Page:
Laugharne, Rowland (DNB00)

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LAUGHARNE, ROWLAND (fl. 1648), soldier, son of John Laugharne of St. Bride's, Pembrokeshire, by Jane, daughter of Sir Hugh Owen of Orielton (Lewis Dwnn, Heraldic Visitations of Wales, p. 73), was born before 1613. He was in early life page to Robert Devereux, third earl of Essex. At the outset of the civil war he took up arms for the parliament, and became governor of Pembroke and commander-in-chief of the parliamentary forces in that county. In February and March 1644 he captured Carew Castle, Haverfordwest, Roach Castle, Tenby, and several minor royalist garrisons; but Roach Castle and Haverfordwest were recaptured by Colonel Charles Gerard in the course of the summer, and Pembroke and Tenby were besieged (Phillips, Civil War in Wales, I. 140, 207, ii. 141–8). In December 1644 Laugharne captured Cardigan town and castle, and defeated Gerard's attempt to retake it on 22 Jan. 1645; but on 23 April following Gerard completely routed him at Newcastle Emlyn (ib. ii. 228–34, 249). After the battle of Naseby Gerard was called off to reinforce the king, and at Colby Moor, on 1 Aug. 1645, Laugharne defeated his subordinates, Stradling and Egerton, with great loss. Haverfordwest, Picton Castle (20 Sept.), and Carmarthen (12 Oct.) fell into the conqueror's hands, and he was able to lay siege to Aberystwith, though without success (ib. i. 309, ii. 273, 299). In February 1646 he relieved Cardiff Castle, and on 14 April took Aberystwith (ib. ii. 300, 305; Portland Papers, pp. 345–51). In June 1647 he suppressed a revolt of the Glamorganshire royalists (Phillips, ii. 335).

Parliament rewarded his signal services by voting him on 28 Feb. 1646 a commission as commander-in-chief of the counties of Glamorgan, Cardigan, Carmarthen, and Pembroke, a gift of 1,000l., and a grant of the forfeited estate of John Barlow of Slebech in Pembrokeshire (Commons' Journals, iv. 457; Lords' Journals, viii. 199, 211). Nevertheless Laugharne was dissatisfied, and in January 1648 he was reported to be negotiating with royalist agents (Cal. Clarendon Papers, i 410). His soldiers had in some cases received no pay for two and a half years, and he had himself disbursed much for the parliament, for which he had vainly sought repayment (Portland Papers, p. 442; Rushworth, vii. 1008). Accordingly, when Colonel Poyer set up the king's standard in Pembroke Castle in March 1648, Laugharne's soldiers deserted to him, and on 4 May he was joined by Laugharne himself (Phillips, ii. 345, 361). In his letters Laugharne complained that Colonel Horton had been sent into the counties in which he himself by ordinance of parliament was commander-in-chief, and asserted that his soldiers had been injured, affronted, and robbed of their pay (ib. p. 364). Laugharne was defeated by Horton at St. Fagan's, Glamorganshire, on 8 May 1648, and received several wounds in the battle. In the hope of being succoured by the king's fleet, as Lord Jermyn had promised, he held out for a time in Pembroke Castle, but was forced to surrender on 11 July to Cromwell (ib. pp. 369, 397; Clarendon, Rebellion, xi. 40). By the articles Laugharne and four other officers yielded themselves to the mercy of the parliament, without any promise of quarter. On 14 Nov. 1648 parliament passed a vote that Laugharne should be banished (Lords' Journals, x. 590); but the army, deeming this too light a punishment, obtained the revocation of this vote from the House of Commons on 13 Dec. 1648, as destructive to the peace and quiet, and derogatory to the justice of the kingdom (Commons' Journals, vi. 96). Laugharne, with Colonels Poyer and Powell, was tried by court-martial, and all three were sentenced to death on 11 April, but they were then allowed to cast lots for their lives, and Poyer alone was executed (The Moderate, 10–17, 17–24 April 1649). On 6 Nov. 1649 Laugharne was allowed to compound for his estate at a fine of 712l., but the fine was remitted by Cromwell on 25 Dec. 1655, on account of the debts he had contracted in the parliament's service (Cal. of Compounders, p. 2106). At the Restoration Charles II granted Laugharne a gift of 500l., a pension of the same amount for life, but the pension seems to have been rarely paid (Cal. State Papers, Dom. 1661–2 p. 313, 1664–5 p. 321).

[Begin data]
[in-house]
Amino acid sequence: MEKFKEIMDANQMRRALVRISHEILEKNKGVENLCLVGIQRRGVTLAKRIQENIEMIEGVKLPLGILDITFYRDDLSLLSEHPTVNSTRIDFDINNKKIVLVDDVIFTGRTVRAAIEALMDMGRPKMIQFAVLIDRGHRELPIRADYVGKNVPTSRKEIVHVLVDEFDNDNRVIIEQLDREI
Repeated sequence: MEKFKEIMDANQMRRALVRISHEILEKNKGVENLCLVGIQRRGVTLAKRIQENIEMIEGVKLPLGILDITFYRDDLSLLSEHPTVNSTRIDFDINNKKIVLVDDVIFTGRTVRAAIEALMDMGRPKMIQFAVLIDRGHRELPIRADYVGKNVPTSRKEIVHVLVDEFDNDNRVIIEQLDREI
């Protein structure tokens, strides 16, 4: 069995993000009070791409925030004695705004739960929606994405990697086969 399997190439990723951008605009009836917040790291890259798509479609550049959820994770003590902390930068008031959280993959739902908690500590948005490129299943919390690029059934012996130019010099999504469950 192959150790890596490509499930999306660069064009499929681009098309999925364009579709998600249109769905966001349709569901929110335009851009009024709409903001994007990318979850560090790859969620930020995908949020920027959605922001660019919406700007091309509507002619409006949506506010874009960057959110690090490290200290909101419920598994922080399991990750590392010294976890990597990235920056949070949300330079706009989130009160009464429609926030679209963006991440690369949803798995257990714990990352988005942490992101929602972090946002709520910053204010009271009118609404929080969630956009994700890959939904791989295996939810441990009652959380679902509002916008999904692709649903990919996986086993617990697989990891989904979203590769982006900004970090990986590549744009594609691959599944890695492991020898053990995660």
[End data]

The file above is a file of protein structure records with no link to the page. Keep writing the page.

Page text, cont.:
A portrait appears in Vicars's 'England's Worthies,' 1647, p. 85; other portraits are mentioned in the 'Catalogue of the Sutherland Collection,' i. 580.

[The authorities for an account of Laugharne's militart services are collected in the second volume of the Civil War in Wales and the Marches, by J. R. Phillips, 1874. See also Law's Little England beyond Wales; Clarendon, Rebellion, xi. 40; and Vicars's England's Worthies.]

C. H. F.